RESPONDENT: Subversive Activities Control Board
LOCATION: Longshore and Warehouse Union
DOCKET NO.: 44
DECIDED BY: Warren Court (1962-1965)
LOWER COURT: United States Court of Appeals for the District of Columbia Circuit
CITATION: 380 US 503 (1965)
ARGUED: Dec 08, 1964 / Dec 09, 1964
DECIDED: Apr 26, 1965
Facts of the case
Media for American Committee for Protection of Foreign Born v. Subversive Activities Control BoardAudio Transcription for Oral Argument - December 08, 1964 in American Committee for Protection of Foreign Born v. Subversive Activities Control Board
Audio Transcription for Oral Argument - December 09, 1964 in American Committee for Protection of Foreign Born v. Subversive Activities Control Board
Number 44, American Committee for Protection of Foreign Born, Petitioner, versus Subversive Activities Control Board.
Mr. Terris, you may continue your argument.
Bruce J. Terris:
Mr. Chief Justice, may it please the Court.
The outset I'd like to point out an error in the Government's brief.
The Government does not now claim that the Board found the petitioner actually arose on the international legal defense in 1932 or 1933, this -- an organization which had its headquarters in Moscow.
While there was considerable evidence indicating this fact, we have overlooked contrary evidence and we think, as the petitioner thinks, that the Board deliberately did not resolve this conflict in the evidence.
William J. Brennan, Jr.:
Where is that in your brief, Mr. Terris?
Bruce J. Terris:
Well, it appears in the statement we put -- but it also appears at various points during the discussion of the evidentiary questions in several places.
But it's -- I think it's first on page 4 and the footnote on page 4 is where our reasoning, yes in our brief, it's where our reasoning was.
The Board clearly didn't explicitly find it and we thought that it had implicitly found it and we agree with the petitioner that probably even that is not so.
Now, I'd like you to turn to Mr. Justice Goldberg's question yesterday as to the meaning of the aid component of the statute more explicitly whether it requires directly aimed at forcible overthrow of the Government or advocating forcible overthrow of the Government.
I think I mentioned yesterday that we started from the proposition that Section 3 (4) on its face strongly looks the Government's way because it says that all the Government need to show, to show that an organization is a Communist-front is that it operates primarily for the purpose of giving aid and support to a Communist-action organization, a Communist Party.
On its face, all that it requires is aid and support and not aid and support of any particular kind of or for any particular purpose of the Communist-action organization.
And this is supported by Section 2 (7) which describes Communist-fronts as organizations which conceal the facts as to their true character and their purpose in order to obtain support from persons who would not otherwise give it.
We think it's quite clear that if it was directly aiding overthrow of the Government or advocating overthrow of the Government, not many non-Communists would be in any doubt as to the control of the organization or to its purpose and therefore it would not fulfill this description.
Now, petitioner points to the beginning, the first phrase of 2 (7) that says, well the reason that the Communist-action organization is doing this, setting up Communist-fronts as to aid its objectives under Section 2 (6) and these are forcible overthrow of the Government.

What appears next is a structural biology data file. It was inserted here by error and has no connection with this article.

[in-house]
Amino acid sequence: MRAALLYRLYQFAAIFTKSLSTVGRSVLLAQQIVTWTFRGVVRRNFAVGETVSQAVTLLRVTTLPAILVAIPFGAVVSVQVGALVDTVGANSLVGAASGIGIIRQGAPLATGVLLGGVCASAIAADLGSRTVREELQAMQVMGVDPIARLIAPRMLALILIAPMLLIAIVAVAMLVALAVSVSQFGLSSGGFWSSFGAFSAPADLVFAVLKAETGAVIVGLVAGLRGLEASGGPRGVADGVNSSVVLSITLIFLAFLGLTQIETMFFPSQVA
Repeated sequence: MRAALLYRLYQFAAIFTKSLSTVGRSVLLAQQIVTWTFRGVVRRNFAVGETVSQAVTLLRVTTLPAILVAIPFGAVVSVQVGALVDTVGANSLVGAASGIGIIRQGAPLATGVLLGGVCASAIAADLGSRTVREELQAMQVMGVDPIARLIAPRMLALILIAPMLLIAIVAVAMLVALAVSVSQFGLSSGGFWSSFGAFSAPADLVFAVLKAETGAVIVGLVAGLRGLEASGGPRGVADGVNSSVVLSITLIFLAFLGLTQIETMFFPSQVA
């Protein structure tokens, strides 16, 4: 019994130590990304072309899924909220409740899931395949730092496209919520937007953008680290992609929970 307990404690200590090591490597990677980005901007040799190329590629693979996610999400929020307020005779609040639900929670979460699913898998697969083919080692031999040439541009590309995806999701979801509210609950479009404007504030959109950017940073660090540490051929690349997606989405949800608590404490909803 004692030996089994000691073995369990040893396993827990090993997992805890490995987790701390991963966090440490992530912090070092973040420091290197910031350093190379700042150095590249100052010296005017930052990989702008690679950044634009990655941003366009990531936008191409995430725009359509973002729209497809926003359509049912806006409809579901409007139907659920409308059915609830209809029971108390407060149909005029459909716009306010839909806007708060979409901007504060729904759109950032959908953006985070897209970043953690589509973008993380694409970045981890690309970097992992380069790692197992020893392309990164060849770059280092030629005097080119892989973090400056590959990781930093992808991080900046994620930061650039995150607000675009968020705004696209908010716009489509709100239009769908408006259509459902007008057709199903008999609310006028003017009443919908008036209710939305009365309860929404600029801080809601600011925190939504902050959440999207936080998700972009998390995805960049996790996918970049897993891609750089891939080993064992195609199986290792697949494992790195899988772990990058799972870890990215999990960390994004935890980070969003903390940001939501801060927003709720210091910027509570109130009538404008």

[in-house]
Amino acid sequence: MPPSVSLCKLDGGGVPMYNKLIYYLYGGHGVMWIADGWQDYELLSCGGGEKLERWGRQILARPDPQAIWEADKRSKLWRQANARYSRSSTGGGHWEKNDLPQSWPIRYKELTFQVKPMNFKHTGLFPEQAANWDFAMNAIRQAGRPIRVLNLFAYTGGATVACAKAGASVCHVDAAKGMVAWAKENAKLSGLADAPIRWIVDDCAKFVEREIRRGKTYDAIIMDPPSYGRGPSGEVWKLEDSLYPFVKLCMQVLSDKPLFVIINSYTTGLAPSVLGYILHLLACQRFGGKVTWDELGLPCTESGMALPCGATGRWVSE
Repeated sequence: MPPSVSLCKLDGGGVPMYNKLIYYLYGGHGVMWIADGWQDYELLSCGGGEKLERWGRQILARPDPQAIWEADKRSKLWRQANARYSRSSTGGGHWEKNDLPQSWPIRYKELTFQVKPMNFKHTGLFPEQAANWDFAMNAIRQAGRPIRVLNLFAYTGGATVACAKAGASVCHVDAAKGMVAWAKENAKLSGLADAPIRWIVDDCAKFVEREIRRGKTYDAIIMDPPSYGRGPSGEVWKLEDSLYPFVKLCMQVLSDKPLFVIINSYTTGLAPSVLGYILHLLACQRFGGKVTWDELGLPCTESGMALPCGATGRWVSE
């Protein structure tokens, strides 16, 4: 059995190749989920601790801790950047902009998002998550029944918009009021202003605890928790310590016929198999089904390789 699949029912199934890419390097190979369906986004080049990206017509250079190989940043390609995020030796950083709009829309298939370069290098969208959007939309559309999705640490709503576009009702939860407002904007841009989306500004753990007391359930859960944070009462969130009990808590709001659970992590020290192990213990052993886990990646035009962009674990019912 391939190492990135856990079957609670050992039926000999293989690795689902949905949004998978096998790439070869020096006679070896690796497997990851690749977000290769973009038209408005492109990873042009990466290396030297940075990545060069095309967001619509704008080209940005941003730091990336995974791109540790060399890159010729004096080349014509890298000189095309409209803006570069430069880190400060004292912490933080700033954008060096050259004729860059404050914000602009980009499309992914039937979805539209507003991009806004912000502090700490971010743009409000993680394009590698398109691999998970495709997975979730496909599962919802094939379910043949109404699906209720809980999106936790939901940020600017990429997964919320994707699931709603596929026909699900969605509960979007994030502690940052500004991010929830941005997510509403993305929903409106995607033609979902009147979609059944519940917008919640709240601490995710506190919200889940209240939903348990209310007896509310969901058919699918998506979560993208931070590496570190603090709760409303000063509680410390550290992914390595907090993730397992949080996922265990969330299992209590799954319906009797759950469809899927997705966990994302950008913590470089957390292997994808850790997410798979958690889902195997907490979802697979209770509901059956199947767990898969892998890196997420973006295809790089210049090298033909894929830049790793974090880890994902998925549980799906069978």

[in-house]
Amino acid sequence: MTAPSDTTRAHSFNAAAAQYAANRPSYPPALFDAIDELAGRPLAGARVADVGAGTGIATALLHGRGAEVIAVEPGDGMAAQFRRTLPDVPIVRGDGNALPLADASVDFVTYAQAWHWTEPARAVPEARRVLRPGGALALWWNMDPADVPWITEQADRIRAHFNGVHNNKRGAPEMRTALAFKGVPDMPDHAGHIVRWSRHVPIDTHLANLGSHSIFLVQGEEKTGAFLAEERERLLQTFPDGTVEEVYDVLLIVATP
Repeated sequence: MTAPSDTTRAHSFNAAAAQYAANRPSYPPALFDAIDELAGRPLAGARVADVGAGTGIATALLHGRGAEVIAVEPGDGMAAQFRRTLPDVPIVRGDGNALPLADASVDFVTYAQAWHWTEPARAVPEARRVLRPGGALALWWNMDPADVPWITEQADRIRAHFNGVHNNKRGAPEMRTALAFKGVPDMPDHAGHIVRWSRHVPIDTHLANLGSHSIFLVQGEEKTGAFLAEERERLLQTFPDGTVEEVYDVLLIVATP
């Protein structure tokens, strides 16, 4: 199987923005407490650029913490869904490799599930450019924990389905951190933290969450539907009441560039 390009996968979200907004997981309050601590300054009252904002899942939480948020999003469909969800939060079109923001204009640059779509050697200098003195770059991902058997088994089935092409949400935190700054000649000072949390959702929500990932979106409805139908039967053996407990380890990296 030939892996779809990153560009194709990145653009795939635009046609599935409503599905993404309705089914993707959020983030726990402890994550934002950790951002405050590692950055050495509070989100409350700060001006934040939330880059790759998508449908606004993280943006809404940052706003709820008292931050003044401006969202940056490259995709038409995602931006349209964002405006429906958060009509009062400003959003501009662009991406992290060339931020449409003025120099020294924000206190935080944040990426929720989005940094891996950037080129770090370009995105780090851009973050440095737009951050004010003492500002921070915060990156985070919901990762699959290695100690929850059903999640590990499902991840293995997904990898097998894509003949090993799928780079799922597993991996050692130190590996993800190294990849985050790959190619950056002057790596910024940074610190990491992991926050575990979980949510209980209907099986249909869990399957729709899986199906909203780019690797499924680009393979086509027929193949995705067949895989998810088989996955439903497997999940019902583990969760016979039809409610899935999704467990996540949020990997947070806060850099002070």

Well, that's of course exactly the point that I was making yesterday.
But this is exactly why they setup Communist-fronts but it doesn't mean that Communist-fronts themselves advocate overthrow of the Government or directly aid overthrow of the Government.
They do other more immediate things.
And I think this is if -- the legislative history of this statute is extremely lengthy, but I think out of the reading of the -- the both -- both the testimony of the congressional hearings and the debate on the floor of Congress on the prompt provisions is quite clear that what they were aiming at is organizations which are seemingly harmless that seem like the organizations defending the Bill of Rights or civil liberties or the rights of farmers or labor but in fact are controlled by the Communist Party and are in fact are aiding it.
There's no indication whatsoever that as to Communist-fronts, they are -- that the -- that Congress believed that they directly advocated overthrow of the Government.
And I may say that that distinction is also clear in the committee report which petitioner's counsel cited to you yesterday.
All that says is that the Congress was not aiming a mere theoretical problem.
It was aiming at a problem that was a serious danger to this country.
Of course that -- and that again is exactly what I was trying to say yesterday that if the Communist Party was just interested in abstract Marxism, the statute would not have been passed.
Do you think that the part of saying is to involve or to have itself engaged, as part of the record, is that the original Communist-action definition?
Bruce J. Terris:
Well, Your Honor, I don't -- I don't think you would.
I think, an argue could have been made if the Communist-fronts provisions weren't in the statute at all.
That the definition of organization in the statute is so broad that it could have covered Communist-fronts.
The difficulty is that I think it's quite clear by putting in Communist-fronts that the Congress wanted to deal with this type of organization under the Communist-front provisions.